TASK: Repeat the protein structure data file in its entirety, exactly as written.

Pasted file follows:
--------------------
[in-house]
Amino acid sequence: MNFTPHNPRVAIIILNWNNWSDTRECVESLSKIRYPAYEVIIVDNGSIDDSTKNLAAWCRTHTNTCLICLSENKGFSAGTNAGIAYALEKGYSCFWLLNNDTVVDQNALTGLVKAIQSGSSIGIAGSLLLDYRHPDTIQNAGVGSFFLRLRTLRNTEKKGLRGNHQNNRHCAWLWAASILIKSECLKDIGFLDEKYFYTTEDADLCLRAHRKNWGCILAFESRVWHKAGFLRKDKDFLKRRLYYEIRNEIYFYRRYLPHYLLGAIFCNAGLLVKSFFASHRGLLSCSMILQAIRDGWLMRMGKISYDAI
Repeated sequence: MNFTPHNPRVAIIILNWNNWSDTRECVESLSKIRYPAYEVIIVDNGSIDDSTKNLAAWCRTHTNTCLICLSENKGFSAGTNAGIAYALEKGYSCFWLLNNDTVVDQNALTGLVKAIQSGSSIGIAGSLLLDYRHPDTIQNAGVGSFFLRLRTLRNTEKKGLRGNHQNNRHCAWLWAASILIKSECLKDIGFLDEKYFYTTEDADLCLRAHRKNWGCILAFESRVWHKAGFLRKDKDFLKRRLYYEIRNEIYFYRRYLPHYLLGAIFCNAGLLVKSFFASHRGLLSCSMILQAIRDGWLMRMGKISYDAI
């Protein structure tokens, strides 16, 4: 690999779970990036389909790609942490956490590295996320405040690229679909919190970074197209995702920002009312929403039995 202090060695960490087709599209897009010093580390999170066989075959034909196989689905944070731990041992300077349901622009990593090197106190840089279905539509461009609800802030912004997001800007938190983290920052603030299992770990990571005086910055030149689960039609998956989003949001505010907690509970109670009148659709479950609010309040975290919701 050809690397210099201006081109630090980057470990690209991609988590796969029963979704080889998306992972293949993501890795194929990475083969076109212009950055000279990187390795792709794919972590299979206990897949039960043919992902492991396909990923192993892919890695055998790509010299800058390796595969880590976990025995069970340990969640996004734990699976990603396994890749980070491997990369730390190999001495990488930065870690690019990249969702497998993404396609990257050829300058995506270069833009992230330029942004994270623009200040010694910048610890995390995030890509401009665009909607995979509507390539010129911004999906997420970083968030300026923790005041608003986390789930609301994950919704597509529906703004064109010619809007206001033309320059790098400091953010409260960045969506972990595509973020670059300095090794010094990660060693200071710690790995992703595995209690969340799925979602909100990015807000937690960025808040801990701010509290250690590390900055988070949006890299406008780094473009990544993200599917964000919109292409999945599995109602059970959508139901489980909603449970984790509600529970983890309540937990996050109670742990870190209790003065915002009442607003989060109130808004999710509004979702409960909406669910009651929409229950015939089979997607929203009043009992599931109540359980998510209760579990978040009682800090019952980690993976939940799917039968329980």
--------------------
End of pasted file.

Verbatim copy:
[in-house]
Amino acid sequence: MNFTPHNPRVAIIILNWNNWSDTRECVESLSKIRYPAYEVIIVDNGSIDDSTKNLAAWCRTHTNTCLICLSENKGFSAGTNAGIAYALEKGYSCFWLLNNDTVVDQNALTGLVKAIQSGSSIGIAGSLLLDYRHPDTIQNAGVGSFFLRLRTLRNTEKKGLRGNHQNNRHCAWLWAASILIKSECLKDIGFLDEKYFYTTEDADLCLRAHRKNWGCILAFESRVWHKAGFLRKDKDFLKRRLYYEIRNEIYFYRRYLPHYLLGAIFCNAGLLVKSFFASHRGLLSCSMILQAIRDGWLMRMGKISYDAI
Repeated sequence: MNFTPHNPRVAIIILNWNNWSDTRECVESLSKIRYPAYEVIIVDNGSIDDSTKNLAAWCRTHTNTCLICLSENKGFSAGTNAGIAYALEKGYSCFWLLNNDTVVDQNALTGLVKAIQSGSSIGIAGSLLLDYRHPDTIQNAGVGSFFLRLRTLRNTEKKGLRGNHQNNRHCAWLWAASILIKSECLKDIGFLDEKYFYTTEDADLCLRAHRKNWGCILAFESRVWHKAGFLRKDKDFLKRRLYYEIRNEIYFYRRYLPHYLLGAIFCNAGLLVKSFFASHRGLLSCSMILQAIRDGWLMRMGKISYDAI
């Protein structure tokens, strides 16, 4: 690999779970990036389909790609942490956490590295996320405040690229679909919190970074197209995702920002009312929403039995 202090060695960490087709599209897009010093580390999170066989075959034909196989689905944070731990041992300077349901622009990593090197106190840089279905539509461009609800802030912004997001800007938190983290920052603030299992770990990571005086910055030149689960039609998956989003949001505010907690509970109670009148659709479950609010309040975290919701 050809690397210099201006081109630090980057470990690209991609988590796969029963979704080889998306992972293949993501890795194929990475083969076109212009950055000279990187390795792709794919972590299979206990897949039960043919992902492991396909990923192993892919890695055998790509010299800058390796595969880590976990025995069970340990969640996004734990699976990603396994890749980070491997990369730390190999001495990488930065870690690019990249969702497998993404396609990257050829300058995506270069833009992230330029942004994270623009200040010694910048610890995390995030890509401009665009909607995979509507390539010129911004999906997420970083968030300026923790005041608003986390789930609301994950919704597509529906703004064109010619809007206001033309320059790098400091953010409260960045969506972990595509973020670059300095090794010094990660060693200071710690790995992703595995209690969340799925979602909100990015807000937690960025808040801990701010509290250690590390900055988070949006890299406008780094473009990544993200599917964000919109292409999945599995109602059970959508139901489980909603449970984790509600529970983890309540937990996050109670742990870190209790003065915002009442607003989060109130808004999710509004979702409960909406669910009651929409229950015939089979997607929203009043009992599931109540359980998510209760579990978040009682800090019952980690993976939940799917039968329980």